The NHK Monthly Report on Broadcast Research
Online ISSN : 2433-5622
Print ISSN : 0288-0008
ISSN-L : 0288-0008
“Subeki” or “Surubeki”? How Should We Spell “ Should” in Japanese?
From the 2018 Nationwide Survey on Changes in the Japanese Language
Takehiro Shioda
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2019 Volume 68 Issue 12 Pages 46-60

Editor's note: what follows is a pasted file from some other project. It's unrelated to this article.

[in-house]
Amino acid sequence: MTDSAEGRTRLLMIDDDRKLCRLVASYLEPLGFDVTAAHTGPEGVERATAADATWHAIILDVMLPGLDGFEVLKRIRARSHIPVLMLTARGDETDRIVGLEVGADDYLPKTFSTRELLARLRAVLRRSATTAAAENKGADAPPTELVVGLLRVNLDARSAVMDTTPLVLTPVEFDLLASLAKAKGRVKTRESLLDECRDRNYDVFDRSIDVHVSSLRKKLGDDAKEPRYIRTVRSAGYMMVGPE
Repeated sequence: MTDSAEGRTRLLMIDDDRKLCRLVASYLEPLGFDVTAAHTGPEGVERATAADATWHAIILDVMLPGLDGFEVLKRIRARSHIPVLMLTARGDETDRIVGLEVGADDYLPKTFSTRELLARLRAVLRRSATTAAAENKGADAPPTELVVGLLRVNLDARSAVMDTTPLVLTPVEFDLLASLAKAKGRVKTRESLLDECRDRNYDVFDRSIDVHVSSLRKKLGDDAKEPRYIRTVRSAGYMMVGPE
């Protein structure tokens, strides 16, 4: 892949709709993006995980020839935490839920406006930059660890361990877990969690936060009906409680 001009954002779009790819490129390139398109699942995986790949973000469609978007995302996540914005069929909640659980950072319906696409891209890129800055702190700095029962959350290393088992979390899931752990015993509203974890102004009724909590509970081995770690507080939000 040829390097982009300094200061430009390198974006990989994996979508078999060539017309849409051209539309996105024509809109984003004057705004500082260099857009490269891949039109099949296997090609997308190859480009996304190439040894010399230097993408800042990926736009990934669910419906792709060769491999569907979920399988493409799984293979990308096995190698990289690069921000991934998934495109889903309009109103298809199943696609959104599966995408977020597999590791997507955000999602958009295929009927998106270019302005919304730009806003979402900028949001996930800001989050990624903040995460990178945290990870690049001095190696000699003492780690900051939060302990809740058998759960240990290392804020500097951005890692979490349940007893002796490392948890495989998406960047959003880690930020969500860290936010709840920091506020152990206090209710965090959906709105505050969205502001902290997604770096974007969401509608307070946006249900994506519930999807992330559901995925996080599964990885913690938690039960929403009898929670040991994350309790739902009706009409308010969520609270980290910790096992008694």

This paper reports on the findings from the “2018 Nationwide Survey on Changes in the Japanese Language,” centering on the following elements.- As to a choice of collocation “kansei shidai ” or “kansei shi shidai ” (gorenraku shimasu) [(I’ll let you know) as soon as it is completed], “kansei shi shidai ” has been regarded as the standard, but the survey reveals an overwhelming majority use only “kansei shidai.”- Both “furuku naru mae ni ” [before it becomes old] and “furuku naranai mae ni ” [before it will not become old] have been considered acceptable, but the more than half of respondents use only “furuku naru mae ni.” The percentages of those responding so were higher among men and younger generations.- Regarding “okita ” or “okotta ” [occurred], ‘using only “okita ”’ was the most common answer.- For “Kaiketsu subeki ” or “kaiketsu surubeki ” [It should be solved], ‘using only “kaiketsu subeki ”’ was the most common answer.- Regarding the collocation of the auxiliary verb “mai ” such as “suru mai ” or “shi mai ” [not intend/likely to do so], the conventional idea was shushikei (dictionary form) should be used for godan katsuyo (five-row) conjunction verbs, and mizenkei (imperfect form) for other verbs, but the survey found most common usage for sa-hen (sa-row irregular conjugation), ka-hen (ka-row irregular conjugation), and kami ichidan (i-row conjugation) was shushikei.- The highest percentage of the respondents (more than half) feel more uncomfortable about “tanoshime teiru ” [I’m able to be enjoying it] (potential expression + teiru) than “tanoshin deiru ” [I’m enjoying it]. The older, the higher percentage of respondents answered so.

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